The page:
AUGUSTA -- Since its inception in 1934, each edition of the Masters has had its own unique atmosphere leading up to the first of golf's four major tournaments.
With the 75th edition of the tournament set to tee off Thursday, the atmosphere at Augusta National for Tuesday's practice rounds and player news conferences were certainly different from this time last year.
While there was the usual strong media presence, it wasn't nearly the circus-like atmosphere of a year ago, when four-time champion Tiger Woods made his return to competitive golf after a self-imposed 20-week hiatus to deal with his well-documented domestic difficulties.
In fact, the 14-time majors champion isn't even considered a prohibitive favorite like he has been several times over the past decade, which is just fine by him.
"Doesn't matter," Woods said Tuesday. "You still have to play the golf tournament, right? We all have an opportunity. Everyone has the same opportunity as I do, and always has been. So, I've just got to go out there and play and see where it adds up."
If anyone is carrying the favorite's role this year, it may be defending champion Phil Mickelson.
In addition to claiming his third green jacket by finishing at 16-under par 272 in 2010, Mickelson also comes into this year's tournament on a roll after winning the Houston Open by three strokes over Scott Verplank and former University of Georgia golfer Chris Kirk last weekend.
But Mickelson doesn't necessarily feel any different than any other year at The Masters.
Besides, as Mickelson pointed out, this year's tournament may be more wide-open than ever in terms of legitimate threats to win.
"I've always felt that this tournament has a lot of players that are playing well heading in, that guys gear their game for this event," Mickelson said. "And it can be one of the toughest tournaments to win because so many guys are playing well. And I think that as a player, I would never discount any single player that's in this field."
One player nobody is discounting is England's Lee Westwood.
Currently ranked No. 2 in the world, Westwood is hoping this year will be different, and that he will finally break through in winning a major after posting seven different Top-5 finishes, including runner-up to Mickelson at Augusta last year.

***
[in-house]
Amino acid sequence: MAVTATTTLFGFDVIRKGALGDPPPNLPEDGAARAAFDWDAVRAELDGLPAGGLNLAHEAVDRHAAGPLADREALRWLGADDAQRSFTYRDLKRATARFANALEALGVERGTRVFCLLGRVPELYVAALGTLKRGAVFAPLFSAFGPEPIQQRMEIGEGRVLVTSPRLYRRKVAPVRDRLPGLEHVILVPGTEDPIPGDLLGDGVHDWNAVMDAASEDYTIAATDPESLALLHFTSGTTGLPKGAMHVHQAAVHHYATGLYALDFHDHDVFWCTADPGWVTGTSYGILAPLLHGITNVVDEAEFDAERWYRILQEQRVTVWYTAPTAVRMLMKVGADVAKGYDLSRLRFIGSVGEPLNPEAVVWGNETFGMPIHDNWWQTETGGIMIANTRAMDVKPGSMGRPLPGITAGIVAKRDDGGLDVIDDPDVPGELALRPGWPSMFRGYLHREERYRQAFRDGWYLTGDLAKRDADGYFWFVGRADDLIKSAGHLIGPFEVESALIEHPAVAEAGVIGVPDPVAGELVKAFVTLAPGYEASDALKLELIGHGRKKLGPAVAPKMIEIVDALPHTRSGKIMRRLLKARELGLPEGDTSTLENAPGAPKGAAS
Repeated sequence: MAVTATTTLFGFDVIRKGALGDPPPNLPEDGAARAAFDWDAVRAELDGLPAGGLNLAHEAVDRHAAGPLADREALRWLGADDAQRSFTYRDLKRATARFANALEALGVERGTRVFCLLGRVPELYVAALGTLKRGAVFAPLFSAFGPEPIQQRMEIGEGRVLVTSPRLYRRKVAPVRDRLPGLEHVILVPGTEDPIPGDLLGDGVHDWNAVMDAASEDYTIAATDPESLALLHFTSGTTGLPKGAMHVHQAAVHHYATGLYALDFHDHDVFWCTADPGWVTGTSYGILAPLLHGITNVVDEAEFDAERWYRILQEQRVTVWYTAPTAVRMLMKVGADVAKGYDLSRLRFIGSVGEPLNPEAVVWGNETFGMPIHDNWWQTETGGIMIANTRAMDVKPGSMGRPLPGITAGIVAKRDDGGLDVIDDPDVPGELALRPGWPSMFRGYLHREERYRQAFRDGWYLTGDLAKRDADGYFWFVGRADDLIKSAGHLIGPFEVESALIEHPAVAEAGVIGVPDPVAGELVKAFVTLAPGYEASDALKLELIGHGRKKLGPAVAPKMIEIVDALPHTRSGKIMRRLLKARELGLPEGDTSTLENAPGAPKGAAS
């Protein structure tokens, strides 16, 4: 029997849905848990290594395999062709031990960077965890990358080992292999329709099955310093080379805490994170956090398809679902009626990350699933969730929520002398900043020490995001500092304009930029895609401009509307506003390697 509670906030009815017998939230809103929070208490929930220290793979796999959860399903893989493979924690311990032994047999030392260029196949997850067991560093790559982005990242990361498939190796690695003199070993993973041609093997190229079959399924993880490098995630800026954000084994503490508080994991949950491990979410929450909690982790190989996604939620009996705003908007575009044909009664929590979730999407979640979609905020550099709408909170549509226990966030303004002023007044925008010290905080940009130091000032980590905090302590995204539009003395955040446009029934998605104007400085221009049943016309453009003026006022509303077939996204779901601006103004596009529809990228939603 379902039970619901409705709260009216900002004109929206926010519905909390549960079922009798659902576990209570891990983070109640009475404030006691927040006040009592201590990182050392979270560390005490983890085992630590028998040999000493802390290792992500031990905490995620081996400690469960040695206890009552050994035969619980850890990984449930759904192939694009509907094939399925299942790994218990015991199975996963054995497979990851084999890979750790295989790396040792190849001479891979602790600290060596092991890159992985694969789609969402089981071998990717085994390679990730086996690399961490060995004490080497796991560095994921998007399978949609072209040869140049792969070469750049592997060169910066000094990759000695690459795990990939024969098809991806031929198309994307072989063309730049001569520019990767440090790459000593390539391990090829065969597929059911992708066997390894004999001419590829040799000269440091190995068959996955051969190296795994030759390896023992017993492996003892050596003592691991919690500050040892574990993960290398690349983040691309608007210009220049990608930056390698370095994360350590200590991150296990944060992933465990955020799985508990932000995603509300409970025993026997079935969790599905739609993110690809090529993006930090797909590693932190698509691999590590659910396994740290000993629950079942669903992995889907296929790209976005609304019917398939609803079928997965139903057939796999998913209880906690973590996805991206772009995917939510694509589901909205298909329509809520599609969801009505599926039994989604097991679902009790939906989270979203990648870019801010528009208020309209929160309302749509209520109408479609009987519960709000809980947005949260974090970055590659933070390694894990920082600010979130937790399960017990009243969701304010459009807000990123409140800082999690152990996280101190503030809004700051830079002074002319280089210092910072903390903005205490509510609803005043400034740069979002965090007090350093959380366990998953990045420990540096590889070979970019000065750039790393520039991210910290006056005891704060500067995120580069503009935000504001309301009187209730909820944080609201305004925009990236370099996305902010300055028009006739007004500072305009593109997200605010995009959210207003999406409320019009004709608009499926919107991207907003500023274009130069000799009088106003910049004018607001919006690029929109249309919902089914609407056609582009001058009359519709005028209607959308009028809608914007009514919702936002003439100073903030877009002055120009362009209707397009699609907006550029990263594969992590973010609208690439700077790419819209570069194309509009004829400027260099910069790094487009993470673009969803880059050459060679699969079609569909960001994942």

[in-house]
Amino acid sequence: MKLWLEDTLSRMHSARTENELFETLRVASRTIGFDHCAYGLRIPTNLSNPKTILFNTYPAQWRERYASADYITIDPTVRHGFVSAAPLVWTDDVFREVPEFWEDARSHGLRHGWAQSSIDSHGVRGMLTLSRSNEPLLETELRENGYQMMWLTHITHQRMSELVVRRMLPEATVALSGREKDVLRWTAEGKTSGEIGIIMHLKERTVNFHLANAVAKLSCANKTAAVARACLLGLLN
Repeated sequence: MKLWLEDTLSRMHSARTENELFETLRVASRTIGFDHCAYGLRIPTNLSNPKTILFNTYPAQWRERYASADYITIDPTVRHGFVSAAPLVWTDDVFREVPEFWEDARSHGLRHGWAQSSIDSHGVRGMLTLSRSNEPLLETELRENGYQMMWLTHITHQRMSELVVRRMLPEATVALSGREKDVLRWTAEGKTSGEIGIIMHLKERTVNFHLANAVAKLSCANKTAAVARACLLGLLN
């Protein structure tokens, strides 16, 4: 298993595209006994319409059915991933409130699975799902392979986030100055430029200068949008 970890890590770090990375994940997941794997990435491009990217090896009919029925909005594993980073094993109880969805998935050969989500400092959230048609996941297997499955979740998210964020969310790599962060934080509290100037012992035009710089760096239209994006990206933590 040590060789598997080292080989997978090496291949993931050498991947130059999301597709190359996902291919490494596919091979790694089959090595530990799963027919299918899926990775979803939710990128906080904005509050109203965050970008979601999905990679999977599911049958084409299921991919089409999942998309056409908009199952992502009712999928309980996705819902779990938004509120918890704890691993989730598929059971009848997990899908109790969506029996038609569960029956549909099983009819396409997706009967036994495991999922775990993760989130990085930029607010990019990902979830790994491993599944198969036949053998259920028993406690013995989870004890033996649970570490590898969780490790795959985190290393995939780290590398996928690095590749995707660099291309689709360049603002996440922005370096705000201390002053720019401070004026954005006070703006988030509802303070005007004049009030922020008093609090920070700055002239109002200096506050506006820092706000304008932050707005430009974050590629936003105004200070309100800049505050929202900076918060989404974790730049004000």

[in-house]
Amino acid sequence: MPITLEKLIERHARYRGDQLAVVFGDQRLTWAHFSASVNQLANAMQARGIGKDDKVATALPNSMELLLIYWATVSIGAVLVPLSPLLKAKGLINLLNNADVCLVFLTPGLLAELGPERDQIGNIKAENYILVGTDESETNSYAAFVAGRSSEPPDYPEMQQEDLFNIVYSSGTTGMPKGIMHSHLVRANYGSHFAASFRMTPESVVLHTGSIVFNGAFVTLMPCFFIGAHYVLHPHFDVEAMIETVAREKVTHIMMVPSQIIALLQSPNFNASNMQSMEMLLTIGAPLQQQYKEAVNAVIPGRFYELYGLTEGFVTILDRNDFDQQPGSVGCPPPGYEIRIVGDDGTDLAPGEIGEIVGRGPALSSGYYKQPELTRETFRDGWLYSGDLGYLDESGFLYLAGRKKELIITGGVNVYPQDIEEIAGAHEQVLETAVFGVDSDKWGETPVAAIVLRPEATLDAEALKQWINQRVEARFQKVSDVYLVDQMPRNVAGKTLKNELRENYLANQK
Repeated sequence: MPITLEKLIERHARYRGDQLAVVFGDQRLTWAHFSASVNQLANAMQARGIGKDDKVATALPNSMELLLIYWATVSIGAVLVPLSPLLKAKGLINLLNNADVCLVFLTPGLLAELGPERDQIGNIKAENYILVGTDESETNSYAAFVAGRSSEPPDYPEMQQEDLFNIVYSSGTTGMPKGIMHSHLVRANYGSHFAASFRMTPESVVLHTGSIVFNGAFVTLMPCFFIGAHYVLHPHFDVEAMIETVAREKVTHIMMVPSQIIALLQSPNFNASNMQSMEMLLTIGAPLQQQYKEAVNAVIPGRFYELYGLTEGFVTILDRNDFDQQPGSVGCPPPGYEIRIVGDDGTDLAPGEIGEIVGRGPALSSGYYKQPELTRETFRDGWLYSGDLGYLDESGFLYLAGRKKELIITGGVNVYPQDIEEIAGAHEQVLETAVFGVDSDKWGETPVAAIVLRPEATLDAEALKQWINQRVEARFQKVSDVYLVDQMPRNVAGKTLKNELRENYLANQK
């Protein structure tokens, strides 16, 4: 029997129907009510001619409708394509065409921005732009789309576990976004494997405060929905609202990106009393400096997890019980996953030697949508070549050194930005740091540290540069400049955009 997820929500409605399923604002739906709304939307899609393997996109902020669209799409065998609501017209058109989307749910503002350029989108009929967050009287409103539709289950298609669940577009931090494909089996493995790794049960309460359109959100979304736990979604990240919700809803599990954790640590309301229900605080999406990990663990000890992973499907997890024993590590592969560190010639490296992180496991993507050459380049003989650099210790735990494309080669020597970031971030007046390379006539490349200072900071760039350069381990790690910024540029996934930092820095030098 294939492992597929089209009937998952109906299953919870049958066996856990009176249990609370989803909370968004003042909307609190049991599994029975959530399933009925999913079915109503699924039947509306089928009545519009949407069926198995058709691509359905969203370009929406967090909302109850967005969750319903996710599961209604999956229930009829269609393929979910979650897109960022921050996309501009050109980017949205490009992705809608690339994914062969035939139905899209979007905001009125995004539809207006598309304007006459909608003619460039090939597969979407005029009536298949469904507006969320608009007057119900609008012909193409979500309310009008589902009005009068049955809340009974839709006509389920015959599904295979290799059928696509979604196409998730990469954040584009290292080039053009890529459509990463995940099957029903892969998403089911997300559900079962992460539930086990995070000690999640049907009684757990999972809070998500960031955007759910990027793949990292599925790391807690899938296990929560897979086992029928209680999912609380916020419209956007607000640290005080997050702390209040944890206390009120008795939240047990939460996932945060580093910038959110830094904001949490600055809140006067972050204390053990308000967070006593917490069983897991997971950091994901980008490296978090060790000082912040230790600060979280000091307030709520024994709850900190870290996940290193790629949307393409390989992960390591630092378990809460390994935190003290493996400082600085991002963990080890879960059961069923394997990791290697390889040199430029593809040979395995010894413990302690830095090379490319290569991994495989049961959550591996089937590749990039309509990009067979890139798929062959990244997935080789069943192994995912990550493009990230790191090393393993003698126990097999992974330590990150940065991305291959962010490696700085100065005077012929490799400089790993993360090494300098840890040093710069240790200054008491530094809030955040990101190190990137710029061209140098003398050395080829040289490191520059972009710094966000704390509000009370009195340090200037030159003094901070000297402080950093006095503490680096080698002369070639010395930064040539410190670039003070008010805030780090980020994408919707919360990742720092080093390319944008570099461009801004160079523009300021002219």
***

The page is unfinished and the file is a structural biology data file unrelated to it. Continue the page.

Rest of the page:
"Yeah, I feel like everything's coming together," Westwood said. "I think the start of this year has been a little bit slow, partly to do with being injured the second half of last year. ... And I'm generally a pretty slow starter most years.
"But this year, I've shot some good scores and played some good golf at times. So, you know, if it all clicks into place this week, I know if I'm on my game, it's good enough to win."
Current No. 1 in the world Martin Kaymer of Germany is another potential challenger.
NOTES: The groupings and tee times for the first two rounds Thursday and Friday were announced Tuesday.
Among the highlights:
*** Woods is grouped with current World No. 5 Graeme McDowell of Northern Ireland and Australia's Robert Allenby. They will tee off at 10:41 a.m. Thursday and 1:48 p.m. Friday. Mickelson, Geoff Ogilvy and amateur champ Peter Uihlein will tee off at 1:48 p.m. on Thursday, then at 10:30 a.m. on Friday.
*** Two of the tour's hottest golfers over the past year with Georgia ties -- former Georgia Tech standout Matt Kuchar and former Georgia star Bubba Watson -- both drew strong international playing partners. Kuchar will tee off with Kaymer and Westwood at 10:30 a.m. Thursday morning and 1:26 p.m. on Friday afternoon. Meanwhile, Watson will play with Paul Casey of England and Edoardo Molinari of Italy, with a 1:15 p.m. tee time Thursday and 9:57 a.m. tee time Friday.
*** Duluth resident, former Georgia Tech standout and 2009 British Open champion Stewart Cink will play with Jim Furyk and Yuta Ikeda of Japan beginning at 1:37 p.m. Thursday and 10:08 a.m. Friday.